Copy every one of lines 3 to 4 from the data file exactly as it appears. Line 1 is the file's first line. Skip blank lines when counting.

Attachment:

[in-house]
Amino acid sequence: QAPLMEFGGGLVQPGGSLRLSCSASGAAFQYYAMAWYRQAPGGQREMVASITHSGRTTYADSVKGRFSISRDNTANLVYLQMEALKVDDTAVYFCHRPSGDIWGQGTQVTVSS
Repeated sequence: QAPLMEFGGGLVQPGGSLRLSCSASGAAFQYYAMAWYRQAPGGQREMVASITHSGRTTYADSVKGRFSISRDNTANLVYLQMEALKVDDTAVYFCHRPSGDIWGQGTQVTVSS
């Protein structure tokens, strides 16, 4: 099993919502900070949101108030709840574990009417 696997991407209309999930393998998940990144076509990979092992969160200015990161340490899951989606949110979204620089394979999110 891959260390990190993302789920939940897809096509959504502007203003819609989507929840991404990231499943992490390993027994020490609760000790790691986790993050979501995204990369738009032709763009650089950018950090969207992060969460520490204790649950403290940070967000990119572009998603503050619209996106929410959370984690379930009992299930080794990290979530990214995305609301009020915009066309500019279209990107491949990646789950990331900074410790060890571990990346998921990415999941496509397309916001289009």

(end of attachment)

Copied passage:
Repeated sequence: QAPLMEFGGGLVQPGGSLRLSCSASGAAFQYYAMAWYRQAPGGQREMVASITHSGRTTYADSVKGRFSISRDNTANLVYLQMEALKVDDTAVYFCHRPSGDIWGQGTQVTVSS
């Protein structure tokens, strides 16, 4: 099993919502900070949101108030709840574990009417 696997991407209309999930393998998940990144076509990979092992969160200015990161340490899951989606949110979204620089394979999110 891959260390990190993302789920939940897809096509959504502007203003819609989507929840991404990231499943992490390993027994020490609760000790790691986790993050979501995204990369738009032709763009650089950018950090969207992060969460520490204790649950403290940070967000990119572009998603503050619209996106929410959370984690379930009992299930080794990290979530990214995305609301009020915009066309500019279209990107491949990646789950990331900074410790060890571990990346998921990415999941496509397309916001289009």